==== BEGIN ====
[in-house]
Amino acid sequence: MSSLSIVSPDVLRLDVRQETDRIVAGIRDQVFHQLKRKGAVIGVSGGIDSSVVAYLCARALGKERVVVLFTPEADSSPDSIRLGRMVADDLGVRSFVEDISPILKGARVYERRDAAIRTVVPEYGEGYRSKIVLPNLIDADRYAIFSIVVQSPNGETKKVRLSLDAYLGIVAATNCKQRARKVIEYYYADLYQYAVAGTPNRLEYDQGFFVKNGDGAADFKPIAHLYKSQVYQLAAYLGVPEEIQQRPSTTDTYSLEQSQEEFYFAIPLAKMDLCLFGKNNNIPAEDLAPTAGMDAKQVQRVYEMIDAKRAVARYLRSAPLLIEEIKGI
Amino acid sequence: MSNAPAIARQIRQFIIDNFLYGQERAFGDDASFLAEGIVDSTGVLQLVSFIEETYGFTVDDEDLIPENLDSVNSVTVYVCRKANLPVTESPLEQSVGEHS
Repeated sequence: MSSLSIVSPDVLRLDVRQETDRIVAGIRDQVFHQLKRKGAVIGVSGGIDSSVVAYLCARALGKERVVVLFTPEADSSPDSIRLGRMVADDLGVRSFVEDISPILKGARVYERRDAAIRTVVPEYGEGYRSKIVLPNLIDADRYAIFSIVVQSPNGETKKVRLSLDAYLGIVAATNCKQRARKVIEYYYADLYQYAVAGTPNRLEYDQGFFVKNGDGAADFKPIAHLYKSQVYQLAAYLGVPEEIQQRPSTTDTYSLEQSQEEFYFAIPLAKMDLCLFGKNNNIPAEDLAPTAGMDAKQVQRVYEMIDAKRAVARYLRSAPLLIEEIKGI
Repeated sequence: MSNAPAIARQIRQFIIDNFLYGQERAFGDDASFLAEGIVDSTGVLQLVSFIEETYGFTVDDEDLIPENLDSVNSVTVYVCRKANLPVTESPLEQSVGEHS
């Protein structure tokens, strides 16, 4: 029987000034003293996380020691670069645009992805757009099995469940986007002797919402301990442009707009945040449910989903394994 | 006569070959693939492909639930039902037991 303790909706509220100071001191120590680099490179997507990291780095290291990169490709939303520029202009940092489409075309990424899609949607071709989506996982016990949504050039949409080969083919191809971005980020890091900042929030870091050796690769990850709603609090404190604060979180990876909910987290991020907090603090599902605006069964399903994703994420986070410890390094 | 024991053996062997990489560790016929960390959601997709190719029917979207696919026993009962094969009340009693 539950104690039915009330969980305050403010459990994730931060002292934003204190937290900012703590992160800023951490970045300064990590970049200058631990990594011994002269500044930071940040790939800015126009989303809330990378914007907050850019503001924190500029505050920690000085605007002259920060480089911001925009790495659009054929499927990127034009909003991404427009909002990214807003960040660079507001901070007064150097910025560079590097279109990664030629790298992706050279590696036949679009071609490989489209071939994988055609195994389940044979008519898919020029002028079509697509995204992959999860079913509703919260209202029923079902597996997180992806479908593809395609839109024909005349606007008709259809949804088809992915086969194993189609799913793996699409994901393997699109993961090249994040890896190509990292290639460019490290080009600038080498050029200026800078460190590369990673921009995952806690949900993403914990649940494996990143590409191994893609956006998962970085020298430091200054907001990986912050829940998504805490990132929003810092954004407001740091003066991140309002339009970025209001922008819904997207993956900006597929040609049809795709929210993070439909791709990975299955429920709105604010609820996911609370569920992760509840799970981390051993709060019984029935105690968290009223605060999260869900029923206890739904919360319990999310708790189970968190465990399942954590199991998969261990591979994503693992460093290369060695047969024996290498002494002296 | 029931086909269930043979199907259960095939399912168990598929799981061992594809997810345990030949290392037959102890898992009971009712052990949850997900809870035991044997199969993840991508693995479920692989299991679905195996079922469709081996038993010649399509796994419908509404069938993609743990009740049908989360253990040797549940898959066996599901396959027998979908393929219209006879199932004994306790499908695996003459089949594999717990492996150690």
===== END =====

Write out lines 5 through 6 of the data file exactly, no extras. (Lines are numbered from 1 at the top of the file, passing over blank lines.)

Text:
Repeated sequence: MSNAPAIARQIRQFIIDNFLYGQERAFGDDASFLAEGIVDSTGVLQLVSFIEETYGFTVDDEDLIPENLDSVNSVTVYVCRKANLPVTESPLEQSVGEHS
């Protein structure tokens, strides 16, 4: 029987000034003293996380020691670069645009992805757009099995469940986007002797919402301990442009707009945040449910989903394994 | 006569070959693939492909639930039902037991 303790909706509220100071001191120590680099490179997507990291780095290291990169490709939303520029202009940092489409075309990424899609949607071709989506996982016990949504050039949409080969083919191809971005980020890091900042929030870091050796690769990850709603609090404190604060979180990876909910987290991020907090603090599902605006069964399903994703994420986070410890390094 | 024991053996062997990489560790016929960390959601997709190719029917979207696919026993009962094969009340009693 539950104690039915009330969980305050403010459990994730931060002292934003204190937290900012703590992160800023951490970045300064990590970049200058631990990594011994002269500044930071940040790939800015126009989303809330990378914007907050850019503001924190500029505050920690000085605007002259920060480089911001925009790495659009054929499927990127034009909003991404427009909002990214807003960040660079507001901070007064150097910025560079590097279109990664030629790298992706050279590696036949679009071609490989489209071939994988055609195994389940044979008519898919020029002028079509697509995204992959999860079913509703919260209202029923079902597996997180992806479908593809395609839109024909005349606007008709259809949804088809992915086969194993189609799913793996699409994901393997699109993961090249994040890896190509990292290639460019490290080009600038080498050029200026800078460190590369990673921009995952806690949900993403914990649940494996990143590409191994893609956006998962970085020298430091200054907001990986912050829940998504805490990132929003810092954004407001740091003066991140309002339009970025209001922008819904997207993956900006597929040609049809795709929210993070439909791709990975299955429920709105604010609820996911609370569920992760509840799970981390051993709060019984029935105690968290009223605060999260869900029923206890739904919360319990999310708790189970968190465990399942954590199991998969261990591979994503693992460093290369060695047969024996290498002494002296 | 029931086909269930043979199907259960095939399912168990598929799981061992594809997810345990030949290392037959102890898992009971009712052990949850997900809870035991044997199969993840991508693995479920692989299991679905195996079922469709081996038993010649399509796994419908509404069938993609743990009740049908989360253990040797549940898959066996599901396959027998979908393929219209006879199932004994306790499908695996003459089949594999717990492996150690």